Due to the advantages of microchips, there are many concrete applications of RFID in the agri-food sector covering the majority of usual foods, such as all kinds of meats as well as various vegetables, fruits. The feature of RFID, namely its traceability, makes it possible for the increased security and confidence of customers. In addition, as one of the most popular livestock around the world, the health condition of pigs is vital to farmer's income and inevitably influence customers' health. Nevertheless, it is extremely challenging to monitor the pigs' health condition individually by using traditional approaches. It is common for diseases to spread from a single pig to nearly all the pigs living in the same pigsty. Fortunately, by adopting the technology of microchips to measure the drinking behavior of individual pigs housed in a group, it is possible to identify a pig's health and productivity state. As it turns out, this kind of behavior is a good indicator of a pig's overall health. Compared to traditional visual observations to determine the pig's health state, RFID-based monitoring of pig drinking behavior is a feasible and more efficient option.
Using microchips in wild animals in biology began with fisheries studies to determine the efficacy of this method for measuring fish movement. Later, studies that use microchips to track wild animals expanded over the years, including researches on mammals, reptiles, birds, and amphibians. Compared with previous marking and tagging techniques used to identify wild animals before the advent of microchips, such as ear tags and color-coded leg bands, microchips are visually less obvious and less likely to be detected by prey and predators. Besides, due to the fact that traditional identifications are on the exterior of the animal, tags can be lost, scars can heal and tattoos can fade.
Furthermore, in addition to the advantages mentioned above, other useful and significant information can also be collected by microchips. For example, chipped wild animals that are recaptured can provide information on growth rate and change of location as well as other valuable data such as age structure, sex ratios, and longevity of individuals in the wild. Other researches on small mammals like rats and mice also adopt this technology to determine body temperature of terminally ill animals. In summary, as microchips are internal, permanent, durable under harsh environments, and have little influence on animals, more and more scholars are employing microchip implantation to collect useful data on wildlife researches.
Components of a microchip
A microchip implant is a passive RFID device. Lacking an internal power source, it remains inert until it is powered by the scanner or another power source. While the chip itself only interacts with limited frequencies, the device also has an antenna that is optimized for a specific frequency, but is not selective. It may receive, generate current with, and reradiate stray electromagnetic waves. The radio-waves emitted by the scanner activate the chip, making the chip transmit the identification number to the scanner, and the scanner displays the number on screen. The microchip is enclosed in a biocompatible glass cylinder and includes an identifying integrated circuit placed under the skin of an animal. Relevant standards for the chips are ISO 11784 and ISO 11785.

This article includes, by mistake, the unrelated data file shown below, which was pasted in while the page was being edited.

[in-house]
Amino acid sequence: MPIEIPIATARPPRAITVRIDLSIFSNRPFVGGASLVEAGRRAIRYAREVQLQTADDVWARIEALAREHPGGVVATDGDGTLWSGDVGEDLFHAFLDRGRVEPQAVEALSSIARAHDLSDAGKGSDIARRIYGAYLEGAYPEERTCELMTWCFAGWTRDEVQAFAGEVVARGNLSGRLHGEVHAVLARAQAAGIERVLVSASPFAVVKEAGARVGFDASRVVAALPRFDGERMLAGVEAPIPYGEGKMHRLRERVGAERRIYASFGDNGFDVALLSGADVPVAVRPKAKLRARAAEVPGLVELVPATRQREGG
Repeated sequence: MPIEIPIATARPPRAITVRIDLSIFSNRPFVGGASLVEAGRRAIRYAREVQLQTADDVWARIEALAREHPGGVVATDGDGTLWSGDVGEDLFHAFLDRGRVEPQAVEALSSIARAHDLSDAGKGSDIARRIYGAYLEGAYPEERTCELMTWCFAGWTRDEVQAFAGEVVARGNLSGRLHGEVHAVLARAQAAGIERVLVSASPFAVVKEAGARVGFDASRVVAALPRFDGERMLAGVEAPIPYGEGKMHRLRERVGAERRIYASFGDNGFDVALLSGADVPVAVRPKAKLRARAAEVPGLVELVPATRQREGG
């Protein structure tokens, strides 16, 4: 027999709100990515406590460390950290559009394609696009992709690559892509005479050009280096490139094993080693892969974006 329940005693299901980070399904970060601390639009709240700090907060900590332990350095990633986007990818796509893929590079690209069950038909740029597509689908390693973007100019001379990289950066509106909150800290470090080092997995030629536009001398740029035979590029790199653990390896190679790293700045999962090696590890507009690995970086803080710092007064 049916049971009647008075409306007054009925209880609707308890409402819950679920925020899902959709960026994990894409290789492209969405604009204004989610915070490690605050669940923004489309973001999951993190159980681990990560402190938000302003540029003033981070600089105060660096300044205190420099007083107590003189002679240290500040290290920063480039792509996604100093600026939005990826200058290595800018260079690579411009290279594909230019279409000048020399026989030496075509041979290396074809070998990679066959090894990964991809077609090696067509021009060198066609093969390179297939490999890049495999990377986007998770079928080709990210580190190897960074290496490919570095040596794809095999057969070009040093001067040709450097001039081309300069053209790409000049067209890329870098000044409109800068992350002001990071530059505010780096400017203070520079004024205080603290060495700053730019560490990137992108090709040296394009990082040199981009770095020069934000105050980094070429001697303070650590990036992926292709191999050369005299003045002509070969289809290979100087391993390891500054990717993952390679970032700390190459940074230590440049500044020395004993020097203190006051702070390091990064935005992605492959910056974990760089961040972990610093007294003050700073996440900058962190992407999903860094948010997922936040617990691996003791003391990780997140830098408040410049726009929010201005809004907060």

Most implants contain three elements: a 'chip' or integrated circuit; a coil inductor, possibly with a ferrite core; and a capacitor. The chip contains unique identification data and electronic circuits to encode that information. The coil acts as the secondary winding of a transformer, receiving power inductively coupled to it from the scanner. The coil and capacitor together form a resonant LC circuit tuned to the frequency of the scanner's oscillating magnetic field to produce power for the chip. The chip then transmits its data back through the coil to the scanner. The way the chip communicates with the scanner is a method called backscatter. It becomes part of the electromagnetic field and modulates it in a manner that communicates the ID number to the scanner.
These components are encased in biocompatible soda lime or borosilicate glass and hermetically sealed. Leaded glass should not be used for pet microchips and consumers should only accept microchips from reliable sources. The glass is also sometimes coated with polymers. Parylene C (chlorinated poly-dimethylbenzene) has become a common coating. Plastic pet microchips have been registered in the international registry since 2012 under Datamars manufacturer code 981 and are being implanted in pets. The patent suggests it is a silicon filled polyester sheath, but the manufacturer does not disclose the exact composition.
In dogs and cats, chips are usually inserted below the skin at the back of the neck between the shoulder blades on the dorsal midline. According to one reference, continental European pets get the implant in the left side of the neck. The chip can often be felt under the skin. Thin layers of connective tissue form around the implant and hold it in place.